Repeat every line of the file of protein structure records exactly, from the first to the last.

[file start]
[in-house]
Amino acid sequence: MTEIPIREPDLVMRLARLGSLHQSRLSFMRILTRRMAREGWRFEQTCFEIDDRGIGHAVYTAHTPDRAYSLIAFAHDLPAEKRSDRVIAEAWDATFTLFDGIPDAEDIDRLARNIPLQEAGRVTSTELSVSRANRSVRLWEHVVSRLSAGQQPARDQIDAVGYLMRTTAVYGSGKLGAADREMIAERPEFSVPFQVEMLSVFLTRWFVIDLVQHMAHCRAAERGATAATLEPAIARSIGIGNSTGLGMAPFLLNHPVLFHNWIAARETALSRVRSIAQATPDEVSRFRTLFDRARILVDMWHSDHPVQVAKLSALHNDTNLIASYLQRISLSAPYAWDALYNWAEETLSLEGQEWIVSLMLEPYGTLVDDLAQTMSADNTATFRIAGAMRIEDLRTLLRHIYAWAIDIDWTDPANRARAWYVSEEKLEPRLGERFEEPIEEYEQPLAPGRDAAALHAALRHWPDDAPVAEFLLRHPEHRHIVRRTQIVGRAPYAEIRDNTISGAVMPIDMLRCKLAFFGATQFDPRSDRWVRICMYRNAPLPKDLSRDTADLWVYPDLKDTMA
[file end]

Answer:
[in-house]
Amino acid sequence: MTEIPIREPDLVMRLARLGSLHQSRLSFMRILTRRMAREGWRFEQTCFEIDDRGIGHAVYTAHTPDRAYSLIAFAHDLPAEKRSDRVIAEAWDATFTLFDGIPDAEDIDRLARNIPLQEAGRVTSTELSVSRANRSVRLWEHVVSRLSAGQQPARDQIDAVGYLMRTTAVYGSGKLGAADREMIAERPEFSVPFQVEMLSVFLTRWFVIDLVQHMAHCRAAERGATAATLEPAIARSIGIGNSTGLGMAPFLLNHPVLFHNWIAARETALSRVRSIAQATPDEVSRFRTLFDRARILVDMWHSDHPVQVAKLSALHNDTNLIASYLQRISLSAPYAWDALYNWAEETLSLEGQEWIVSLMLEPYGTLVDDLAQTMSADNTATFRIAGAMRIEDLRTLLRHIYAWAIDIDWTDPANRARAWYVSEEKLEPRLGERFEEPIEEYEQPLAPGRDAAALHAALRHWPDDAPVAEFLLRHPEHRHIVRRTQIVGRAPYAEIRDNTISGAVMPIDMLRCKLAFFGATQFDPRSDRWVRICMYRNAPLPKDLSRDTADLWVYPDLKDTMA